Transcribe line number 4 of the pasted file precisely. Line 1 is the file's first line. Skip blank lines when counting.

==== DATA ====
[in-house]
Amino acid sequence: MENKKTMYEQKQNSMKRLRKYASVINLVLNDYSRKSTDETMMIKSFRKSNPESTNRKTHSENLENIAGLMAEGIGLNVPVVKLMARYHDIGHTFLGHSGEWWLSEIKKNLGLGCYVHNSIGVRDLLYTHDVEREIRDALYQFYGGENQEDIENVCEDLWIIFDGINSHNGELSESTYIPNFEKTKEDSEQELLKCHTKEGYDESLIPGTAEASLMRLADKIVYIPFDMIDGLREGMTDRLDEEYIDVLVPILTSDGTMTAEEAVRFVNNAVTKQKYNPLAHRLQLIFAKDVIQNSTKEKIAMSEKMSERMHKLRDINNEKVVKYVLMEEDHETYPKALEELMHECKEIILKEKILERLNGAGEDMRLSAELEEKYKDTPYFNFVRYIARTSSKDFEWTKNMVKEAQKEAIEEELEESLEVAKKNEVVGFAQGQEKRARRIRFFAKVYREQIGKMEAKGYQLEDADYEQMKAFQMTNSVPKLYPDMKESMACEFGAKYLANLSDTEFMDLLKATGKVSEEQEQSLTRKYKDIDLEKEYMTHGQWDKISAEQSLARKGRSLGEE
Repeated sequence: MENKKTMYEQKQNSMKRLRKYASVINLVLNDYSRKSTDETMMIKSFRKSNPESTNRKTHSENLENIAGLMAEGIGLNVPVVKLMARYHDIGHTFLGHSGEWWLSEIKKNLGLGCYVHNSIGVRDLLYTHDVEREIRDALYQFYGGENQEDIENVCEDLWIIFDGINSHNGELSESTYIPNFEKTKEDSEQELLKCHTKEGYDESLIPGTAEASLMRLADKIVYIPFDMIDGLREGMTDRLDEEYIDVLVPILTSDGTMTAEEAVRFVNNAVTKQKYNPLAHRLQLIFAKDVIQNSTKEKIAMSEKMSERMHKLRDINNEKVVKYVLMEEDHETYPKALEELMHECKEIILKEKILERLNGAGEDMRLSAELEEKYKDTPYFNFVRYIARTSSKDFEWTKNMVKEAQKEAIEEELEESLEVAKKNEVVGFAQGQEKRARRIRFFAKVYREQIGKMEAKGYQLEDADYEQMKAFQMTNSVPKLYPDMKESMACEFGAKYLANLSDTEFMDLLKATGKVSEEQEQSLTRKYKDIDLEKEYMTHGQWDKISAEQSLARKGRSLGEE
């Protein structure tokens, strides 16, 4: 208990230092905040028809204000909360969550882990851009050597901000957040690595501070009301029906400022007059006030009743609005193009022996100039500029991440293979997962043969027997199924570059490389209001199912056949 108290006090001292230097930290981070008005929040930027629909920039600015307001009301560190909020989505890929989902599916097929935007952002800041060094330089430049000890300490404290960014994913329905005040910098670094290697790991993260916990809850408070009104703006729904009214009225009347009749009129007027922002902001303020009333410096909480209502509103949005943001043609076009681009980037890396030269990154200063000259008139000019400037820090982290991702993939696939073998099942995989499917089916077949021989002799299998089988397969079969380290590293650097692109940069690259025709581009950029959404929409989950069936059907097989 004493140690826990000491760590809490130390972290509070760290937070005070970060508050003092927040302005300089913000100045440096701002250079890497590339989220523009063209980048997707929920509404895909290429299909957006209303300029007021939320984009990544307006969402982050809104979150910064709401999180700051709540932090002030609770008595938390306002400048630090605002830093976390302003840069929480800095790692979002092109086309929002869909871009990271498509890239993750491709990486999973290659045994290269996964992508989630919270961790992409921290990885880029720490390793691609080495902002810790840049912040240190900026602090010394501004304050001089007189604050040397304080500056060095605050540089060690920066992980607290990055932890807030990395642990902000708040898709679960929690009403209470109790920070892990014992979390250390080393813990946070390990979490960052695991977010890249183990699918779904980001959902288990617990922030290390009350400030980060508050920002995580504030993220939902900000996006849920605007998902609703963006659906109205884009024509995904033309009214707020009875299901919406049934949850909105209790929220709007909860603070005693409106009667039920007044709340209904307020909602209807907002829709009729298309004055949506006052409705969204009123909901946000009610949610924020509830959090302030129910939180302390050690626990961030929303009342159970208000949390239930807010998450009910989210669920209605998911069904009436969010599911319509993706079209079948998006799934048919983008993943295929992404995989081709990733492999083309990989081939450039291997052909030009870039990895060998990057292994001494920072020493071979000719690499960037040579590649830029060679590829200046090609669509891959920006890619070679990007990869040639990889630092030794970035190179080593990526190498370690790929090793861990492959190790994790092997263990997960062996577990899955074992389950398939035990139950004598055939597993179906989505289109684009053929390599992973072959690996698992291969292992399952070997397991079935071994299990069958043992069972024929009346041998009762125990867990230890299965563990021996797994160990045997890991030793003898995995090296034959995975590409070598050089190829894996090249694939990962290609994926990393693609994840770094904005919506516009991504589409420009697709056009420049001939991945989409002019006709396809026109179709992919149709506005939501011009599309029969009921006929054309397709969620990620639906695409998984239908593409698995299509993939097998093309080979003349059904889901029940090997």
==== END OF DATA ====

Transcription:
């Protein structure tokens, strides 16, 4: 208990230092905040028809204000909360969550882990851009050597901000957040690595501070009301029906400022007059006030009743609005193009022996100039500029991440293979997962043969027997199924570059490389209001199912056949 108290006090001292230097930290981070008005929040930027629909920039600015307001009301560190909020989505890929989902599916097929935007952002800041060094330089430049000890300490404290960014994913329905005040910098670094290697790991993260916990809850408070009104703006729904009214009225009347009749009129007027922002902001303020009333410096909480209502509103949005943001043609076009681009980037890396030269990154200063000259008139000019400037820090982290991702993939696939073998099942995989499917089916077949021989002799299998089988397969079969380290590293650097692109940069690259025709581009950029959404929409989950069936059907097989 004493140690826990000491760590809490130390972290509070760290937070005070970060508050003092927040302005300089913000100045440096701002250079890497590339989220523009063209980048997707929920509404895909290429299909957006209303300029007021939320984009990544307006969402982050809104979150910064709401999180700051709540932090002030609770008595938390306002400048630090605002830093976390302003840069929480800095790692979002092109086309929002869909871009990271498509890239993750491709990486999973290659045994290269996964992508989630919270961790992409921290990885880029720490390793691609080495902002810790840049912040240190900026602090010394501004304050001089007189604050040397304080500056060095605050540089060690920066992980607290990055932890807030990395642990902000708040898709679960929690009403209470109790920070892990014992979390250390080393813990946070390990979490960052695991977010890249183990699918779904980001959902288990617990922030290390009350400030980060508050920002995580504030993220939902900000996006849920605007998902609703963006659906109205884009024509995904033309009214707020009875299901919406049934949850909105209790929220709007909860603070005693409106009667039920007044709340209904307020909602209807907002829709009729298309004055949506006052409705969204009123909901946000009610949610924020509830959090302030129910939180302390050690626990961030929303009342159970208000949390239930807010998450009910989210669920209605998911069904009436969010599911319509993706079209079948998006799934048919983008993943295929992404995989081709990733492999083309990989081939450039291997052909030009870039990895060998990057292994001494920072020493071979000719690499960037040579590649830029060679590829200046090609669509891959920006890619070679990007990869040639990889630092030794970035190179080593990526190498370690790929090793861990492959190790994790092997263990997960062996577990899955074992389950398939035990139950004598055939597993179906989505289109684009053929390599992973072959690996698992291969292992399952070997397991079935071994299990069958043992069972024929009346041998009762125990867990230890299965563990021996797994160990045997890991030793003898995995090296034959995975590409070598050089190829894996090249694939990962290609994926990393693609994840770094904005919506516009991504589409420009697709056009420049001939991945989409002019006709396809026109179709992919149709506005939501011009599309029969009921006929054309397709969620990620639906695409998984239908593409698995299509993939097998093309080979003349059904889901029940090997």